Another embodiment relates to a unified effort associated with a grouping of businesses. An example method illustrated in this embodiment includes receiving an indication from a first store of a purchase of a product, analyzing information associated with the first store and purchased product relative to at least one other store in a community of stores comprising the first store and the at least one other store, presenting on a user device a specific offering associated with a product at the at least one other store, and, if the user purchases a product associated with a specific offer, providing a rebate to the user. Similar notifications can be provided either on a user device or on a later statement to the user highlighting the rebate provided for the products that were purchased and associated with the advertisement. This embodiment enables both situation information and standard processing of transactions to aid a community of stores in a strip mall or other grouping of stores, to seek to increase traffic and sales for the grouping of stores. The specific offering is also associated with a card such that the user only needs to user the card to take advantage of the rebate. Therefore, a Safeway Card or Blockbuster card may be used and the benefit of the offering is automatically provided.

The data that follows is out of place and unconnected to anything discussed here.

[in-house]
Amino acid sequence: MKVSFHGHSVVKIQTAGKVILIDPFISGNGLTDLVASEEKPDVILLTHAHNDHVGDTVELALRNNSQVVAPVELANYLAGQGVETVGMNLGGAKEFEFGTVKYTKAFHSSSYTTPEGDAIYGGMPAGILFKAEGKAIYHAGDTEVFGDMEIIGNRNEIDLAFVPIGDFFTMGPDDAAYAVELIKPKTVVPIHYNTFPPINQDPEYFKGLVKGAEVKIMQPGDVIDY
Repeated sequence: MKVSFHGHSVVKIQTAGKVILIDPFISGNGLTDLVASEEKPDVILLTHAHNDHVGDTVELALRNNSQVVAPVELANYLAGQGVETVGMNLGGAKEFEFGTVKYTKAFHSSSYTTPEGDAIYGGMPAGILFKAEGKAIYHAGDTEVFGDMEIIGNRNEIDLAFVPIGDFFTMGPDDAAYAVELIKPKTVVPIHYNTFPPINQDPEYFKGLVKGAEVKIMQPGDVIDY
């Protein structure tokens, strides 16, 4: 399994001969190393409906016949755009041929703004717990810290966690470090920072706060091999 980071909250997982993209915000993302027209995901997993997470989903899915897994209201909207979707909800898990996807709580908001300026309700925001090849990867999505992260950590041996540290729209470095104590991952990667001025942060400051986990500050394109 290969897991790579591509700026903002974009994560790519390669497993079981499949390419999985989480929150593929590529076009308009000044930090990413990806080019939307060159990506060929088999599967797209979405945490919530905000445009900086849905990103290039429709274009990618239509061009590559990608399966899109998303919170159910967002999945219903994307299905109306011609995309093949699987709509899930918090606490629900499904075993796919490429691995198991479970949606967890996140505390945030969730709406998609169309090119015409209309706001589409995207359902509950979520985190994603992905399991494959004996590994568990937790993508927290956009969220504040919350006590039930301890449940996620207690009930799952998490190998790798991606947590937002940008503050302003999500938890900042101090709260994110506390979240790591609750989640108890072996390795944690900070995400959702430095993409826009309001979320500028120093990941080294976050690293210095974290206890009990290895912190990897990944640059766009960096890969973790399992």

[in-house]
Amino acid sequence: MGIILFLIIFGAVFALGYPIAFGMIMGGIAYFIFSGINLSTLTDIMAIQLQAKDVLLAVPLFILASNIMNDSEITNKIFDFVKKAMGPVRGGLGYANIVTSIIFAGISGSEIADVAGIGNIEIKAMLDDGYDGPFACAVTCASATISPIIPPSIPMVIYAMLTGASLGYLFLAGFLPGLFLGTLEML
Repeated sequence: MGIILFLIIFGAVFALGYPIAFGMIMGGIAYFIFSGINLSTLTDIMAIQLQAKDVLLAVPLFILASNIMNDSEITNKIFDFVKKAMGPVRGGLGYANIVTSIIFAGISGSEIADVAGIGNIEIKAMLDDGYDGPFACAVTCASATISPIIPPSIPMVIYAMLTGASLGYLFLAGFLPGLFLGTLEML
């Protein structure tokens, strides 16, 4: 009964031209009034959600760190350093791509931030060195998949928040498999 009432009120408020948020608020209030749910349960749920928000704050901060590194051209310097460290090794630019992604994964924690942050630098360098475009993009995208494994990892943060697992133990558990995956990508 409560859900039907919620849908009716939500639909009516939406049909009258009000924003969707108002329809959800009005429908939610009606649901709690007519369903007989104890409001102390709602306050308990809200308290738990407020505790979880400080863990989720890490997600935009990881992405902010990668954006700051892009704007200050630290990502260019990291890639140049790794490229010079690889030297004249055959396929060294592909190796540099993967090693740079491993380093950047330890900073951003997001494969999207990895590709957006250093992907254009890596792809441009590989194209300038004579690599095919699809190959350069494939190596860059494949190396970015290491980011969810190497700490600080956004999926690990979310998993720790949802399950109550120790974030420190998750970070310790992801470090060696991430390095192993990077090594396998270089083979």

In order to describe the manner in which the above-recited and other advantages and features of the invention can be obtained, a more particular description of the invention briefly described above will be rendered by reference to specific embodiments thereof which are illustrated in the appended drawings. Understanding that these drawings depict only exemplary embodiments of the invention and are not therefore to be considered to be limiting of its scope, the invention will be described and explained with additional specificity and detail through the use of the accompanying drawings in which:
Various embodiments of the invention are discussed in detail below. While specific implementations are discussed, it should be understood that this is done for illustration purposes only. A person skilled in the relevant art will recognize that other components and configurations may be used without parting from the spirit and scope of the invention.
With reference to